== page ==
asked the President of the Board of Trade whether the Government handed over to the Slough Trading Company for disposal, as part of the War surplus under the agreement with the company, dated the 9th April, 1920, all or sonic part of the mechanical transport vehicles and spares of the British forces in occupation of Ireland; how many lorries and cars, and what quantities of spares, were so handed over; on what date those vehicles and spares were declared surplus; and whether the Slough Trading Company were liable to make any and, if so, what payment to the Government for them, in addition to the sum of £3,350,000 originally fixed by the agreement for the purchase of the mechanical transport war surplus?
Under the agreement referred to all mechanical transport vehicles and spares surplus in Ireland on the 7th April, 1920, and becoming surplus for two years thereafter, were sold to the Slough Trading Company. I regret that, with the present depleted clerical staff, it is not feasible to undertake the scrutiny of accounts which would be necessary to supply the information required in the second and third parts of the question. As regards the fourth part of the question, the agreement with the Slough Trading Company provides for a share of the receipts for mechanical transport being paid to the Government, when those receipts amount to over £5,000,000. I may add that the sum paid by the Slough Trading Company for mechanical transport and spares was £3,650,000 not £3,350,000.
asked the Chancellor of the Exchequer whether, under the contract between the Government and the Slough Trading Company, dated the 9th April, 1920, for the sale of mechanical transport war surplus, the Government are entitled to receive any payments for surplus lorries and stores sold by the company after the 6th April, 1922; and whether he can state the number of lorries and quantities of stores handed over to the company under the agreement and still remaining unsold by the company?
The answer to the first part of the question is in the affirmative. With regard to the second part of the question, I would refer my Noble and gallant. Friend to the answer that I gave on the 7th instant to the hon. and gallant Member for Hulme (Lieut.-Colonel Nall).
asked the Chancellor of the Exchequer whether he is aware that, in order to prevent the return to America of American-built war-surplus motor lorries, the United States Government imposed a 90 per cent. import tariff upon them: how many of such American-built war-surplus lorries have been sold by the British Government for use in the United Kingdom, and what was the average price realised per vehicle: how many of such lorries remain in the hands of the Disposal Board; and whether he can suggest any method of disposing of them which will avoid the sale by a British Government Department of foreign manufactures in competition with British manufactures?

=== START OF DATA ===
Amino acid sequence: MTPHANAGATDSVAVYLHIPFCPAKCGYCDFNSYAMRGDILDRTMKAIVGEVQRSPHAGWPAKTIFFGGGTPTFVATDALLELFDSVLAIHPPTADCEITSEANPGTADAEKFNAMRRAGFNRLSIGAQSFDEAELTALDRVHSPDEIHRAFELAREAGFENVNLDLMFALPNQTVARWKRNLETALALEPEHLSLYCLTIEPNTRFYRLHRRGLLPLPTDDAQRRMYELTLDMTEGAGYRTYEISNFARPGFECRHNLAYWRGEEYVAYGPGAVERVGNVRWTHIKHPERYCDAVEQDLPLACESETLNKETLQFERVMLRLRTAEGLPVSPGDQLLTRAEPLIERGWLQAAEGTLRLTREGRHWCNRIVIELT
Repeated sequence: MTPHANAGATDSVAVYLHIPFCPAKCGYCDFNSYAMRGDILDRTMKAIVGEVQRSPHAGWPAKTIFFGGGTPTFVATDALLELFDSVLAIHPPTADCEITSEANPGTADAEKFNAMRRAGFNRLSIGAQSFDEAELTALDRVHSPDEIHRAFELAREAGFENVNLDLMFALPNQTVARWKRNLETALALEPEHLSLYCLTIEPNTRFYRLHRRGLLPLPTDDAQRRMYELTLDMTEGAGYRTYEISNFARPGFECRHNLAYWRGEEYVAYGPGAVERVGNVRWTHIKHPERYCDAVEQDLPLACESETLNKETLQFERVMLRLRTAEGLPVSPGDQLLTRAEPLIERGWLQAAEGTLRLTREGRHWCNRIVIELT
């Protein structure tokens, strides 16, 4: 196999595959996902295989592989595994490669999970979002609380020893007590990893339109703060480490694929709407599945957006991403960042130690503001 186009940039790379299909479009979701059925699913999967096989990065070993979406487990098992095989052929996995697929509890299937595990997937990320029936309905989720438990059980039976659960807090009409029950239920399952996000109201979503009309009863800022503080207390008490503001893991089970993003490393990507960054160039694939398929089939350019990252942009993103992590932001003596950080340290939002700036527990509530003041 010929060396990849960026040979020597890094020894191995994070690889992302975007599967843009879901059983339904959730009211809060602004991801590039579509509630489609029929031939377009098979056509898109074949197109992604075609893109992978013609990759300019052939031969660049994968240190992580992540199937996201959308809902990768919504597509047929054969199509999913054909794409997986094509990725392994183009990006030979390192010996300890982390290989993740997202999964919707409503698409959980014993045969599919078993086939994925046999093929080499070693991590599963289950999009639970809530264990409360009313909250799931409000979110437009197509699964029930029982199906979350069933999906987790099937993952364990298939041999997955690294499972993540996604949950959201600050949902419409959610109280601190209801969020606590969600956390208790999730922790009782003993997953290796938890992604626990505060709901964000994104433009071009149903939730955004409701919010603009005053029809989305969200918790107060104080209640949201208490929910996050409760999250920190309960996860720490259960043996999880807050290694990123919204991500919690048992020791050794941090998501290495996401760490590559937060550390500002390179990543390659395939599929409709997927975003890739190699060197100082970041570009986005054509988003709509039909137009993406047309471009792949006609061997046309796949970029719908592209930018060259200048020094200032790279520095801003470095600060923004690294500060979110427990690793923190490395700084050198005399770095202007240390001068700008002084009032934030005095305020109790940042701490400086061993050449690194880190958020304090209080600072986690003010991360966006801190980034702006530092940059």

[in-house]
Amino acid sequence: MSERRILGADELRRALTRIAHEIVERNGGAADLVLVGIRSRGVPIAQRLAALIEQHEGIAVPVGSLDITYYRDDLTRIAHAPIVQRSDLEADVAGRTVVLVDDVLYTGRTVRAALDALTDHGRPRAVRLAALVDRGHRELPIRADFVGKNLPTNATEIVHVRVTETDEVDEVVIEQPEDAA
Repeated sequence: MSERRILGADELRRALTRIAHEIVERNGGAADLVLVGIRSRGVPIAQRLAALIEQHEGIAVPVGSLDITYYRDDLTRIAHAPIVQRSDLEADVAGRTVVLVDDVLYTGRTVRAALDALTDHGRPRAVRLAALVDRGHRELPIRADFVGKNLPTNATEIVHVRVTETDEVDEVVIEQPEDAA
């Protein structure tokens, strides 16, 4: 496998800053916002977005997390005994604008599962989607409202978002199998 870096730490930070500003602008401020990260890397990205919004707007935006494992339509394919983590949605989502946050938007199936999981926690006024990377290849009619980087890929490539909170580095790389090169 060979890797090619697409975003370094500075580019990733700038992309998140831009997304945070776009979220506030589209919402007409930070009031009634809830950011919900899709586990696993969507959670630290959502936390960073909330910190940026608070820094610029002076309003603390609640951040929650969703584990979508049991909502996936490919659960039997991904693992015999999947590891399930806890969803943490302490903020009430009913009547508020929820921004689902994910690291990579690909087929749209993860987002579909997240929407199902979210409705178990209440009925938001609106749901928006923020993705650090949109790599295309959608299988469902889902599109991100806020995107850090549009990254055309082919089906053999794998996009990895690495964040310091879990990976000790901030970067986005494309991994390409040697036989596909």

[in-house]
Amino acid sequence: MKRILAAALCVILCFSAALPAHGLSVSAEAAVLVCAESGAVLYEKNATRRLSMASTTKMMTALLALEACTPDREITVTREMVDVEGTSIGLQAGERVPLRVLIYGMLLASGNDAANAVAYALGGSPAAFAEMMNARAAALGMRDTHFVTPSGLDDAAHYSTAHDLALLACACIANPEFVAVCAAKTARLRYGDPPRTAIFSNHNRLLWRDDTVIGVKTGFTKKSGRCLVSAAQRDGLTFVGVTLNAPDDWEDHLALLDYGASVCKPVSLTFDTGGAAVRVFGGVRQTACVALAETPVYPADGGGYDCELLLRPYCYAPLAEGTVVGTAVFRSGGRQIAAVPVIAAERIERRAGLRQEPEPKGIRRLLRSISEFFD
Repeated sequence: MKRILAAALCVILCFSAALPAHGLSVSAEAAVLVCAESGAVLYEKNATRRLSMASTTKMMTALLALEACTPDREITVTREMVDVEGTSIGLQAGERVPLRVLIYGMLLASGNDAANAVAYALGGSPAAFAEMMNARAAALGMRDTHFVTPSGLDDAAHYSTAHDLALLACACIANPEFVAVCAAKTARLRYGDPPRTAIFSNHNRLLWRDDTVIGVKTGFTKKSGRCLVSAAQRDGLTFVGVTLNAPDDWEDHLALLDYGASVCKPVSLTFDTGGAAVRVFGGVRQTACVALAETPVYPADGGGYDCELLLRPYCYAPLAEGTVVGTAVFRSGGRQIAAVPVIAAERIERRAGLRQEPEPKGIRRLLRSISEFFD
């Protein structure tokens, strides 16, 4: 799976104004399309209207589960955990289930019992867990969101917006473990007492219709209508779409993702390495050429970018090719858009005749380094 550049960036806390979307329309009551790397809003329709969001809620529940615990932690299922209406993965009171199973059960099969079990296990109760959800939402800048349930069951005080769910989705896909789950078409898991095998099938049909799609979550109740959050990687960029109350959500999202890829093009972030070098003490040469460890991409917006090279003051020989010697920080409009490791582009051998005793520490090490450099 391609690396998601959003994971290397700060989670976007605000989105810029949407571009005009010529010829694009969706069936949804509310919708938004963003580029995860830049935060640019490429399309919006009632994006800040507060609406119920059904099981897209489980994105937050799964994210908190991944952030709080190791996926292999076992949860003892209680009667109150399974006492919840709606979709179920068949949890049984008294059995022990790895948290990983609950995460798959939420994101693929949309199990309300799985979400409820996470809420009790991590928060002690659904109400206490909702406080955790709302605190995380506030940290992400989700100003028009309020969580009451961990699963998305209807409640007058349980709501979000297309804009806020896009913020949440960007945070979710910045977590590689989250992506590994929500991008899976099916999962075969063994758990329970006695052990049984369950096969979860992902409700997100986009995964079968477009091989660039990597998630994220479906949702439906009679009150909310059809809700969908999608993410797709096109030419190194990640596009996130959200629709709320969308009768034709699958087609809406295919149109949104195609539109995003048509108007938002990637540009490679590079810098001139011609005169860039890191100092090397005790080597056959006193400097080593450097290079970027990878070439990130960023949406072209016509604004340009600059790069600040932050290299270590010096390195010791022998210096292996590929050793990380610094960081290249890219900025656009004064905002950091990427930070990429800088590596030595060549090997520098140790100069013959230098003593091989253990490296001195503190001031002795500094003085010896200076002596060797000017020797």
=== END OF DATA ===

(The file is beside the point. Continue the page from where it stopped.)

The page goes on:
The answer to the first part of the question is in the affirmative. With regard to the second part of the question, the preparation of the return called for would necessarily involve a scrutiny of the records of sales spread over a period of four years, and I regret that it is not feasible to undertake this work with the present depleted clerical staff. With regard to the third and fourth parts of the question, only 265 lorries of American manufacture remain in the hands of the Disposal and Liquidation Commission in this country, and I think my Noble and gallant Friend will agree that the sale of such a comparatively small number of lorries cannot exercise serious influence on the market for second-hand or new lorries of home manufacture.
Is the right hon. Gentleman aware that the disposal of all these surplus war lorries is very gravely affecting the British commercial motor vehicle industry, in which there is a large number of men out of work?